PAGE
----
Autumn, at The Beheld, writes:
As of 12:01 a.m. Sunday, May 1, 2011, I’ve embarked on a monthlong mirror fast. Thirty-one days of no mirrors, store windows, shiny pots, spoons, or the dark glass of the subway.
My personal bathroom mirror is shrouded; my windows will either be open at night or be covered with drawn blinds so that I can’t sneak a peek. At public places and the homes of others, I will avert my eyes where I know there’s a mirror, and will look away as quickly as possible if I run into an unexpected reflection.
Why is she doing this? She writes:
What I am concerned about is the uncomfortable recognition I had when reading John Berger’s Ways of Seeing. He writes:
A woman must continually watch herself. She is almost continually accompanied by her own image of herself. Whilst she is walking across a room or whilst she is weeping at the death of her father, she can scarcely avoid envisaging herself walking or weeping. … And so she comes to consider the surveyor and the surveyed within her as the two constituent yet always distinct elements of her identity as a woman. … Thus she turns herself into an object—and most particularly an object of vision: a sight.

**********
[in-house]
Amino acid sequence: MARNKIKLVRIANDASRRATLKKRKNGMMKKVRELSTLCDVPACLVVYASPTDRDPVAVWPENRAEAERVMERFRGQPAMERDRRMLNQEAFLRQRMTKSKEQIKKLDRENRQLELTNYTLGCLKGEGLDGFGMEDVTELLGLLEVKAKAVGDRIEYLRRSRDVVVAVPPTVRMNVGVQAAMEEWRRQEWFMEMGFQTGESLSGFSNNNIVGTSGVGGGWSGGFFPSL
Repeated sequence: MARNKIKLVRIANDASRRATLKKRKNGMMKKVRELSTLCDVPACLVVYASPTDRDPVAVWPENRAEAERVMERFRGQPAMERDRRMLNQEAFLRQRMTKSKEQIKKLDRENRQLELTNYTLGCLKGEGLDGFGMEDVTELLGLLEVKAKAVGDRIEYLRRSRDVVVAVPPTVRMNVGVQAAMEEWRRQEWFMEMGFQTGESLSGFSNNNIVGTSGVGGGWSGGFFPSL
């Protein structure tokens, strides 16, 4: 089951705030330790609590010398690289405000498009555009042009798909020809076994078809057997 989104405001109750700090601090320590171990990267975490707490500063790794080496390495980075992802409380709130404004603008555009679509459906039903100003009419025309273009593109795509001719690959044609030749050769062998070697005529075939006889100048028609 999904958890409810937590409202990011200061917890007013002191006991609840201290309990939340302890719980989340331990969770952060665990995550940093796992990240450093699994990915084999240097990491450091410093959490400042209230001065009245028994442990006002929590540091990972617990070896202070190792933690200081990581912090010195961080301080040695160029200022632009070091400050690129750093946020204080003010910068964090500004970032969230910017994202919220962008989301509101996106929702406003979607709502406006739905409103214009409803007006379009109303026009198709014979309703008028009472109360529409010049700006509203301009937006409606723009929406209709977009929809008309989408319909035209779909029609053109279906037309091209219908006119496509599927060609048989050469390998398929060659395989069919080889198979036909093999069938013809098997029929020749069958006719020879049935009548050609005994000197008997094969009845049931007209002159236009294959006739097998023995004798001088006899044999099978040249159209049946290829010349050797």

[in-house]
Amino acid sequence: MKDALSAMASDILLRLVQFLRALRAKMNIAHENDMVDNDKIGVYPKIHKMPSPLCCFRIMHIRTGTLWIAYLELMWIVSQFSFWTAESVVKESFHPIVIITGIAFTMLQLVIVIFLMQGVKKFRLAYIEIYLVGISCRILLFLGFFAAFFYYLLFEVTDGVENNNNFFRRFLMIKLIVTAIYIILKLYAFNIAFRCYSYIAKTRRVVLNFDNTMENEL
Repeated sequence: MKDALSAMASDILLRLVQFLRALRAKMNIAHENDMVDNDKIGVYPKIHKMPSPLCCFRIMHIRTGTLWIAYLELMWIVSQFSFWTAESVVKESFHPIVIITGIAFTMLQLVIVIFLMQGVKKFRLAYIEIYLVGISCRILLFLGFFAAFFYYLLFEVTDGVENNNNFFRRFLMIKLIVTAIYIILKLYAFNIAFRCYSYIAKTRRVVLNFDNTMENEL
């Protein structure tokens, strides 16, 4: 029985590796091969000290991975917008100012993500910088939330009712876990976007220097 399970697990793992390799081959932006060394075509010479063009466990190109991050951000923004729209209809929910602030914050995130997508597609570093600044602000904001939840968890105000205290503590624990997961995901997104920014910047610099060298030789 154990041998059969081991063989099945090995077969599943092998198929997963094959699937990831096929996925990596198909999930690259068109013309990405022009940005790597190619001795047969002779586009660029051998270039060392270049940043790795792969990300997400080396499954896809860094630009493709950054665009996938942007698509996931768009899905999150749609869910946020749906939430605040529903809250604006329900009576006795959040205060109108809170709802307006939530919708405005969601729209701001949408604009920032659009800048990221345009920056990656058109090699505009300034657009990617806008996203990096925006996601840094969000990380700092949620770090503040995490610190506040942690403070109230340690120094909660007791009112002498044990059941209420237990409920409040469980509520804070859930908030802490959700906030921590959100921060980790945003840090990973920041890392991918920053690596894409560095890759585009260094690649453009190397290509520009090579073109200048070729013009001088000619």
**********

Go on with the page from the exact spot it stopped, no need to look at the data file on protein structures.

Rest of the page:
Reading this was the first time I’d understood that objectification does not mean sexualization. Because I don’t usually present myself in a particularly sexualized manner, I thought I’d done what I could to safeguard against my own objectification. But I haven’t, because in many ways it’s near-impossible: Women are constantly being looked at. Even when we’re not, we’re so hyperaware of the possibility of being looked at that it can rule even our most private lives. Including in front of our mirrors, alone.
Something like this might be an interesting experiment to suggest for one’s students (for a day, or something like that!) when reading de Beauvoir or Bartky.